CHINA> Video
Beneath the shade of the temporary shelter
By Cao Huan and Christie Li (
Updated: 2009-05-12 17:10


[Intro - VOICE OVER]

On the way to the quake zone, makeshift shelters are everywhere. To the outside observer they may seem ordinary, but if you walk inside you'll soon learn the stories therein are anything but.


My child had a job in Mianyang and got a lift to Anxian that day. He walked to the foot of the hill and came across a man from our home. Desperately he asked whether this man had seen his dad but the man didn't know him. Eventually he explained to the man who his dad was and the man said, "Your dad is alive. He's alright." My son said he was so happy that he wanted to kowtow


Revealing the ongoing struggle she began talking about her children and said she is now focusing on bringing up her grandson, so her children can work and make money. The woman living opposite was busy doing needlework while we were talking. This kind of insole is an icon of the Qiang Nationality, which sells for 40 Yuan per pair. What she doesn't sell can still be used by her daughter.


My daughter keeps saying to me,"Mommy please make me a pair of nice insoles". She really likes them. It's my handwork. She feels special.


There are public toilets, shower rooms and kitchens in the temporary housing area. Sometimes you see this type of mini-market owned by local residents. The owner here had never done any business before so he borrowed some money from his brother and then opened this market after having treatment in Xi’an for his injured leg.


I was a little nervous at the beginning. After all I've never done anything like this before. Now it’s getting better, well, the income is about 100 Yuan per day and that includes the cost. The rest would be my profit which comes up to over 10 Yuan per day.


He said doing business was not easy and maybe after a while he will go out and find some other work. Another character found beneath the layers of the temporary shelter was Jiang Zhiming. He was paralyzed before the quake; however he said he was a lucky one who had actually benefited from the disaster.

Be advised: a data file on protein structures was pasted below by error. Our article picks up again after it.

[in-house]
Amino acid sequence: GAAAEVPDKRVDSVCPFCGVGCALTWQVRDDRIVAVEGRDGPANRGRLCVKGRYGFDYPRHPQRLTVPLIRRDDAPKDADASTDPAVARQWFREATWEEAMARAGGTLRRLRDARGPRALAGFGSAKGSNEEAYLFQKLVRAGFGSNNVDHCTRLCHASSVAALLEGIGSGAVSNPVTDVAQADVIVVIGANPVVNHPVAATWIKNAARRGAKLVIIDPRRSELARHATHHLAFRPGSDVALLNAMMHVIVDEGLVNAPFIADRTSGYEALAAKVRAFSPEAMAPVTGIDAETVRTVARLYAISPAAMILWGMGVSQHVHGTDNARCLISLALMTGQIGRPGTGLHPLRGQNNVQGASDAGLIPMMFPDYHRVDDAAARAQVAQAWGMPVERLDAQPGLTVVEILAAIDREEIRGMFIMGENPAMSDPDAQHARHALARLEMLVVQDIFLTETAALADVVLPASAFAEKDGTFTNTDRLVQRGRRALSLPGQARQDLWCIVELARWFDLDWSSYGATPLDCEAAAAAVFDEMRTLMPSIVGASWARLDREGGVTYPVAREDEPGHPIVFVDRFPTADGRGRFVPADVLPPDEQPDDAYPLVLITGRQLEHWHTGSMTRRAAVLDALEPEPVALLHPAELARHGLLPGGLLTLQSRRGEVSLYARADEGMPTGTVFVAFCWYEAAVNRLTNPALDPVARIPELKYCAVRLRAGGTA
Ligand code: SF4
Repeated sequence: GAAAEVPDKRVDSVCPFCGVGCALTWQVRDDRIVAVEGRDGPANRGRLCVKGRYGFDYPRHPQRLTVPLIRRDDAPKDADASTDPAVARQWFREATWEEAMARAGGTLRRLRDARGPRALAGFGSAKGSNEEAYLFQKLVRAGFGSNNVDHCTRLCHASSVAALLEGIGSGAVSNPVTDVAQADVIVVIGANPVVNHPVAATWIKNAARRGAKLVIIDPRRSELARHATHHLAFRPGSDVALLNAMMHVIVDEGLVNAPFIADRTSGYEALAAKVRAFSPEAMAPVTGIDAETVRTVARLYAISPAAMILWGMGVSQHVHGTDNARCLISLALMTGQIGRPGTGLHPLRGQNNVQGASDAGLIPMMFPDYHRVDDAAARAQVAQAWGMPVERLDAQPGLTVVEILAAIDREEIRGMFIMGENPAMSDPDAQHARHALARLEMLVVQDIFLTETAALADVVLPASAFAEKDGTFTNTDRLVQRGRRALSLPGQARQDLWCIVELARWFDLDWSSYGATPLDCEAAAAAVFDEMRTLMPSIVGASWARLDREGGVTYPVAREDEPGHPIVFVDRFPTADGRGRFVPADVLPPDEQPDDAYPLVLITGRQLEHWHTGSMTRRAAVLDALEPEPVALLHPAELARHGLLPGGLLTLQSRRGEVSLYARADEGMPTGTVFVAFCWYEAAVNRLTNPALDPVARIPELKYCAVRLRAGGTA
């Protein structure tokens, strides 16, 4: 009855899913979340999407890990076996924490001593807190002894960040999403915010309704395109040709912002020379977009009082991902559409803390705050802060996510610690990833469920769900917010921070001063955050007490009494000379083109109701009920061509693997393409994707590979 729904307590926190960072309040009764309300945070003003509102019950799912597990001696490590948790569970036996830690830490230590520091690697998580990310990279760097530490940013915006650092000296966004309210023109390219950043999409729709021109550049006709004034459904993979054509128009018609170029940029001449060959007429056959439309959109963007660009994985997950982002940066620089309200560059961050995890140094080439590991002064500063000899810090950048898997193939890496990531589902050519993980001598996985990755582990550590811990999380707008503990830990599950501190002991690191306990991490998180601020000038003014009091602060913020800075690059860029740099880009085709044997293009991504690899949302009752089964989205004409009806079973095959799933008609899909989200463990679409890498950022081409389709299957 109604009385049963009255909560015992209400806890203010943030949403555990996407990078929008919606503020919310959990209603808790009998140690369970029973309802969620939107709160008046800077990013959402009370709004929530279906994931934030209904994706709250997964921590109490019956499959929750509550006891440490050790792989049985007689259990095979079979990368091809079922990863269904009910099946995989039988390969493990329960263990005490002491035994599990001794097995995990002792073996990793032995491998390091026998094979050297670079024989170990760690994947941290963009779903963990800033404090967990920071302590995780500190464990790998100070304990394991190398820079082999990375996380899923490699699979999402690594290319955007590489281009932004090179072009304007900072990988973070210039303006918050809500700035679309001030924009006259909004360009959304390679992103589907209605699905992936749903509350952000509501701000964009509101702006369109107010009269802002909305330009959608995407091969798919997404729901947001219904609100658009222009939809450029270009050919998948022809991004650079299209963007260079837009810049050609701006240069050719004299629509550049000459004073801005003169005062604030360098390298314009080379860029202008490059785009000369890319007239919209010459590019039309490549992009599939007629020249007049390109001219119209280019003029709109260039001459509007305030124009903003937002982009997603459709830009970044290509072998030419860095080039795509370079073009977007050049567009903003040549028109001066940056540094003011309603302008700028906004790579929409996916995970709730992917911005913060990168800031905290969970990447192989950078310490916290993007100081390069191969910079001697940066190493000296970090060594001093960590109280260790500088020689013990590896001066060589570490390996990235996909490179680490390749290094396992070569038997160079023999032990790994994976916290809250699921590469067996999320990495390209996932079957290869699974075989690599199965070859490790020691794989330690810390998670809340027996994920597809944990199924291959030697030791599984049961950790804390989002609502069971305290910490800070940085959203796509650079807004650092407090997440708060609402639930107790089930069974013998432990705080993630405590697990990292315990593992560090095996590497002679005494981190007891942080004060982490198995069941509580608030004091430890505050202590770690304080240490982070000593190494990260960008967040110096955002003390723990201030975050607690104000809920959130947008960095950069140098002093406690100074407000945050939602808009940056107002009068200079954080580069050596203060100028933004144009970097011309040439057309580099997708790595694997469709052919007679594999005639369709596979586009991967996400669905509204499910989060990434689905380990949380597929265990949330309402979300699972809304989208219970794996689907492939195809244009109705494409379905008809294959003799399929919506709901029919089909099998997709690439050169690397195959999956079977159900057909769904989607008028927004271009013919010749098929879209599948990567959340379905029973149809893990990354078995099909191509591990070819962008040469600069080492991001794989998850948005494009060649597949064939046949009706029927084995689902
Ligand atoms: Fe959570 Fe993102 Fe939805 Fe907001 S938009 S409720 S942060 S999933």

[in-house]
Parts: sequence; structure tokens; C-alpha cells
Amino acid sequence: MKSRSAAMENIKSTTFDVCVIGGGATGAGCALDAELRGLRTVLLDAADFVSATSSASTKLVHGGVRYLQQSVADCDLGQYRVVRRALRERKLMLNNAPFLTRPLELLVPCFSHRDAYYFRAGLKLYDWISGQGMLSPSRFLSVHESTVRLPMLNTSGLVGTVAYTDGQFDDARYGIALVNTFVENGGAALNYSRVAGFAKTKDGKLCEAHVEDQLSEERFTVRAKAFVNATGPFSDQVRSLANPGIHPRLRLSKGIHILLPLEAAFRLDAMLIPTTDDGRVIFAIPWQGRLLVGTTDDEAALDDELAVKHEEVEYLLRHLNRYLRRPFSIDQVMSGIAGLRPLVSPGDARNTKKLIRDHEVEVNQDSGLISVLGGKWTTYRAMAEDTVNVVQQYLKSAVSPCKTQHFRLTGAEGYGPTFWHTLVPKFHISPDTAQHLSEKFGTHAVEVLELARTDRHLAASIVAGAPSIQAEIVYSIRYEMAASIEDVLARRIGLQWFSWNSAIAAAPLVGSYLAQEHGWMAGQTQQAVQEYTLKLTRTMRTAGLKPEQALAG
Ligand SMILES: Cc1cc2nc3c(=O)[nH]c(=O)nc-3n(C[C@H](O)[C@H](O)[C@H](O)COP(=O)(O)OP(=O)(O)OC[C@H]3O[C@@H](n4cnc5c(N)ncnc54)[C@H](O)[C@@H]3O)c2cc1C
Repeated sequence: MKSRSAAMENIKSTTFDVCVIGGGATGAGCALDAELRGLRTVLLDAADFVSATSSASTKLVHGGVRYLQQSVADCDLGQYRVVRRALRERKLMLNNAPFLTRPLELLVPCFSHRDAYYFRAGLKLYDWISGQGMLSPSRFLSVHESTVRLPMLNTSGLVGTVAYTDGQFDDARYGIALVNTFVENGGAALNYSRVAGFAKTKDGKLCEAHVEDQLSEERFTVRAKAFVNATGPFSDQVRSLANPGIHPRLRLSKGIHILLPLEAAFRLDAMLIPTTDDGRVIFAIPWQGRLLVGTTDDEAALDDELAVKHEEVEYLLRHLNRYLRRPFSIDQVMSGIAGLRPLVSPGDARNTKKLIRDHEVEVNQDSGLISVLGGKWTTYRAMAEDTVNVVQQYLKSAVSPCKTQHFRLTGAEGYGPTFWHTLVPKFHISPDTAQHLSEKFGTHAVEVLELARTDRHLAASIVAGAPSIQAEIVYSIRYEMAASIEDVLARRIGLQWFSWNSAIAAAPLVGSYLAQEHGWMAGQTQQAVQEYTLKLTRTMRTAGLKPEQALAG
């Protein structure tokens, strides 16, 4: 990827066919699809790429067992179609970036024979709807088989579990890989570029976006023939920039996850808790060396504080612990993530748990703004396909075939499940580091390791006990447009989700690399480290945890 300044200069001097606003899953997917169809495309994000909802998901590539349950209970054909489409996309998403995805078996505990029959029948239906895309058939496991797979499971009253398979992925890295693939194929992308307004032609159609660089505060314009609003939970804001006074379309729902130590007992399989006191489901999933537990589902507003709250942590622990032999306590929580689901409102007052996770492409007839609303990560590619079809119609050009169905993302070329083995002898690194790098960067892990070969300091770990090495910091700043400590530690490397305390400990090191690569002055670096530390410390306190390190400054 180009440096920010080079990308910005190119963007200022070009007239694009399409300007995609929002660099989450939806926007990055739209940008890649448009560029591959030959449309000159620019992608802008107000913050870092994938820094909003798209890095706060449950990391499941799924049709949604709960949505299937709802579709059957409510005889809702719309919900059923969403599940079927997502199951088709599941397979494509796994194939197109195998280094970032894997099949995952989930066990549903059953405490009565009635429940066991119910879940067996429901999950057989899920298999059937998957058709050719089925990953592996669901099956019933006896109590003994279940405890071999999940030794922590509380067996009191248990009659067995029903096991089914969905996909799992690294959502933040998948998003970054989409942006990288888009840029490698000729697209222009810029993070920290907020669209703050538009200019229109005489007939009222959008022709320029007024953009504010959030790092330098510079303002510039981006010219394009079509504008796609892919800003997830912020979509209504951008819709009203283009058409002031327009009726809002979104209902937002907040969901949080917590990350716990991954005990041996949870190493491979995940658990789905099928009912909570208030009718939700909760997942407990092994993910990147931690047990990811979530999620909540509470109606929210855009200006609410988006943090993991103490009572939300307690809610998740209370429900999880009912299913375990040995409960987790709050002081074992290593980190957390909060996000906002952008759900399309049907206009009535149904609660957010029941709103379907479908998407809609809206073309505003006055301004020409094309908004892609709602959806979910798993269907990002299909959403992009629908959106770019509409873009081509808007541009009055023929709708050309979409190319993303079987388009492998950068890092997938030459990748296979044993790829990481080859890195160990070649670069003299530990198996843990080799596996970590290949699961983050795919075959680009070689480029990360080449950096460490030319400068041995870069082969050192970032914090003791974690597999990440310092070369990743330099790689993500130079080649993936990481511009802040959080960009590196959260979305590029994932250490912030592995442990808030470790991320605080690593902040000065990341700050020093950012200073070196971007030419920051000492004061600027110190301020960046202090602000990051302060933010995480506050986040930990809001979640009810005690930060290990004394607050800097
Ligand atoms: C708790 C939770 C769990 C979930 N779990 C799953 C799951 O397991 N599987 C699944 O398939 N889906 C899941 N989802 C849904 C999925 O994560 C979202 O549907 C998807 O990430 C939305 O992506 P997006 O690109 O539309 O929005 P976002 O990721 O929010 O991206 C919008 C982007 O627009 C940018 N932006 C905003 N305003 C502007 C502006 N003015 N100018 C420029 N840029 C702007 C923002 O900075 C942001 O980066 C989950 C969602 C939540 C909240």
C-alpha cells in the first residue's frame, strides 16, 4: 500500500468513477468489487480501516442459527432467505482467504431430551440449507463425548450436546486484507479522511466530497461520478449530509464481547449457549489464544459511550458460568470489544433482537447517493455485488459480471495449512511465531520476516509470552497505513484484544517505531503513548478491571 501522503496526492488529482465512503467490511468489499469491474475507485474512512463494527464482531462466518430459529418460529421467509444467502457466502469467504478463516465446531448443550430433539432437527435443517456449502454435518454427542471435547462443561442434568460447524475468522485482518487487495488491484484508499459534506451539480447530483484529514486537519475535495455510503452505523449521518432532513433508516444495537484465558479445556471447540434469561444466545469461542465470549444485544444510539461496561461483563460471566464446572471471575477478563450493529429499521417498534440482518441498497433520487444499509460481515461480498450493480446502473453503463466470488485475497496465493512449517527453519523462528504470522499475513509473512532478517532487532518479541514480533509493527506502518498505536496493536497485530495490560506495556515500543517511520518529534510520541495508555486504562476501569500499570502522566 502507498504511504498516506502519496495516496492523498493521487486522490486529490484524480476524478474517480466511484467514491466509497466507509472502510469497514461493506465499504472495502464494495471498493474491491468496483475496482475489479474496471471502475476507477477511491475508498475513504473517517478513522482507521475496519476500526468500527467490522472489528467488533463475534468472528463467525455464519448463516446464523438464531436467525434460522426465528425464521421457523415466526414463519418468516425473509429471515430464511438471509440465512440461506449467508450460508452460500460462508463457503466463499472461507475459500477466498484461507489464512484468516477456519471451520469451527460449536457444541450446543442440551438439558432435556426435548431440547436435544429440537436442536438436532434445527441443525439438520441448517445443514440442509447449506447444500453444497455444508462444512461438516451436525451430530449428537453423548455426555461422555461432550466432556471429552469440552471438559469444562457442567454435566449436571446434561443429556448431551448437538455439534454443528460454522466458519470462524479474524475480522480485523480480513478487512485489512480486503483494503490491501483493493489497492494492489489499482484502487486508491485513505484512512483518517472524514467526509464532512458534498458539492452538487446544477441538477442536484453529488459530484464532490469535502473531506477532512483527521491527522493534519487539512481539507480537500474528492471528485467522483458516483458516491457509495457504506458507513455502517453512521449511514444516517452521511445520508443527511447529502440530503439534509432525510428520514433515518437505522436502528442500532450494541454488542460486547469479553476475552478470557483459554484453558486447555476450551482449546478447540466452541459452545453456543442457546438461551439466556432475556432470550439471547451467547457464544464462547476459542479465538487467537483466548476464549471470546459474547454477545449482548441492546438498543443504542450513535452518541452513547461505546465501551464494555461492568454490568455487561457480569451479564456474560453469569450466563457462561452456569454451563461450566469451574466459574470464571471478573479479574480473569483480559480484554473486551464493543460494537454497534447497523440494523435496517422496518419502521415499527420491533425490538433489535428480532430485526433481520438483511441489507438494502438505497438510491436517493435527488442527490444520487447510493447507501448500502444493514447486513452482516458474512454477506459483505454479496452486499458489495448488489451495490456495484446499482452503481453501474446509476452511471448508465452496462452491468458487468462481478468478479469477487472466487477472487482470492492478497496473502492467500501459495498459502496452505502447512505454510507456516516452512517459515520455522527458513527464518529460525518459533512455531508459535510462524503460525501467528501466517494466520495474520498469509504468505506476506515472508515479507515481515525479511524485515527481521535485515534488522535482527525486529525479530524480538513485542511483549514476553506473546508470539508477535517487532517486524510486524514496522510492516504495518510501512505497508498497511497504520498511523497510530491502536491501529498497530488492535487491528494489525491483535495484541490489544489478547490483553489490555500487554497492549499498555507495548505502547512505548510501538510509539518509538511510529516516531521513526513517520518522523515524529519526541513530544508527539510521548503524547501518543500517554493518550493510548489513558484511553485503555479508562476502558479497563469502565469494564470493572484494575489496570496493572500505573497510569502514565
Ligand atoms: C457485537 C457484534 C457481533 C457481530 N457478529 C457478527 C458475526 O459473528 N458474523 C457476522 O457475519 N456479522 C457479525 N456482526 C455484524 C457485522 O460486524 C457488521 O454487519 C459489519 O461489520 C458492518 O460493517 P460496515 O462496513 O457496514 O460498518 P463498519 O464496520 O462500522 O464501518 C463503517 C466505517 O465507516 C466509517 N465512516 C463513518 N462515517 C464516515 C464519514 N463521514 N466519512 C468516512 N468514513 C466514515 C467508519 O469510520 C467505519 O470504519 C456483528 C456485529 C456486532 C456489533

I became a patient with high paraplegia after a car crash in 2005, and stayed at home since then. I was injured again in the earthquake because I couldn’t escape, until the 15th. The Mianyang armed police squadron rescued me and then I was taken to Chongqing to get treatment. After that I was put into Mianyang central hospital for nearly half a year. When I was in Chongqing, I didn't have my family with me, but the volunteers, doctors and nurses took great care of me, they treated me so good, it felt almost like home. I have recovered now after the past year’s treatment. I was very weak before the quake, so I can say I have benefited.


The earthquake affected both the strong and weak, the elderly and the young. Hao Runlin is in his fourth grade at elementary school, and is living with his granddad in a makeshift shelter which was emptied for them by the Residential Committee.


After the quake, some volunteers came and built an elementary school with tents. They told their friends after they went back to Beijing, and then we got accepted by them.


Runlin has been doing really well at school and he is his granddad's pride and joy. Throughout the loss brought about by the quake children have been giving adults hope and strength.


My child didn't survive the earthquake, but now I am pregnant again. Maybe because I lost a girl, I hope this new one is a girl too.

[Conclusion - VOICE OVER]

The mother said that when the baby grows up, she will tell the story about her late sister that perished in the quake. And for those beneath the shade of the temporary shelter, still battling with the pain of the past, life goes on, forever connected to the tragedy that took place just a year ago.